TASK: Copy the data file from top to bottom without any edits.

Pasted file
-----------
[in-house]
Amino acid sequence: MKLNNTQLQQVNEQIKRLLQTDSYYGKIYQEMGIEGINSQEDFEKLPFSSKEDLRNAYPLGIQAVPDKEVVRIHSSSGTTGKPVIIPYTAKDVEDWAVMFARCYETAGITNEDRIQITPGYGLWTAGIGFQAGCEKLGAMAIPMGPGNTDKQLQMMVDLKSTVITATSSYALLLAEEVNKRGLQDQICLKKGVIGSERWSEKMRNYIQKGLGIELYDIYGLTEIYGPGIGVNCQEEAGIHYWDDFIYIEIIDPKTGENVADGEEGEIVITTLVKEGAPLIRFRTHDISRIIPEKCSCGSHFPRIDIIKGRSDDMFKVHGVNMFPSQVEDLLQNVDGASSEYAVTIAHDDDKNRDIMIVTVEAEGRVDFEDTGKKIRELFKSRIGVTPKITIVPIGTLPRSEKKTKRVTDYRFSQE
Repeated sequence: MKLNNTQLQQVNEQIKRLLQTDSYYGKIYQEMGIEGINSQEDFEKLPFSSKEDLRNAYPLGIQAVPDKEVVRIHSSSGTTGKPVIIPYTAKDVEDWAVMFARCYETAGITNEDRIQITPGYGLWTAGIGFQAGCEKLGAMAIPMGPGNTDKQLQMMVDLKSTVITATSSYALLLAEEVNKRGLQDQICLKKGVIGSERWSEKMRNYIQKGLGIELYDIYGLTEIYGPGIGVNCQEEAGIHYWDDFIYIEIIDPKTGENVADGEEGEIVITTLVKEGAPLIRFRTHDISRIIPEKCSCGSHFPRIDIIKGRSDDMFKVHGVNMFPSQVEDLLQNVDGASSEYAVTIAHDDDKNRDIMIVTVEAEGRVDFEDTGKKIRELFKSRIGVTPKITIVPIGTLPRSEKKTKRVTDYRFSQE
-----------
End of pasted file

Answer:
[in-house]
Amino acid sequence: MKLNNTQLQQVNEQIKRLLQTDSYYGKIYQEMGIEGINSQEDFEKLPFSSKEDLRNAYPLGIQAVPDKEVVRIHSSSGTTGKPVIIPYTAKDVEDWAVMFARCYETAGITNEDRIQITPGYGLWTAGIGFQAGCEKLGAMAIPMGPGNTDKQLQMMVDLKSTVITATSSYALLLAEEVNKRGLQDQICLKKGVIGSERWSEKMRNYIQKGLGIELYDIYGLTEIYGPGIGVNCQEEAGIHYWDDFIYIEIIDPKTGENVADGEEGEIVITTLVKEGAPLIRFRTHDISRIIPEKCSCGSHFPRIDIIKGRSDDMFKVHGVNMFPSQVEDLLQNVDGASSEYAVTIAHDDDKNRDIMIVTVEAEGRVDFEDTGKKIRELFKSRIGVTPKITIVPIGTLPRSEKKTKRVTDYRFSQE
Repeated sequence: MKLNNTQLQQVNEQIKRLLQTDSYYGKIYQEMGIEGINSQEDFEKLPFSSKEDLRNAYPLGIQAVPDKEVVRIHSSSGTTGKPVIIPYTAKDVEDWAVMFARCYETAGITNEDRIQITPGYGLWTAGIGFQAGCEKLGAMAIPMGPGNTDKQLQMMVDLKSTVITATSSYALLLAEEVNKRGLQDQICLKKGVIGSERWSEKMRNYIQKGLGIELYDIYGLTEIYGPGIGVNCQEEAGIHYWDDFIYIEIIDPKTGENVADGEEGEIVITTLVKEGAPLIRFRTHDISRIIPEKCSCGSHFPRIDIIKGRSDDMFKVHGVNMFPSQVEDLLQNVDGASSEYAVTIAHDDDKNRDIMIVTVEAEGRVDFEDTGKKIRELFKSRIGVTPKITIVPIGTLPRSEKKTKRVTDYRFSQE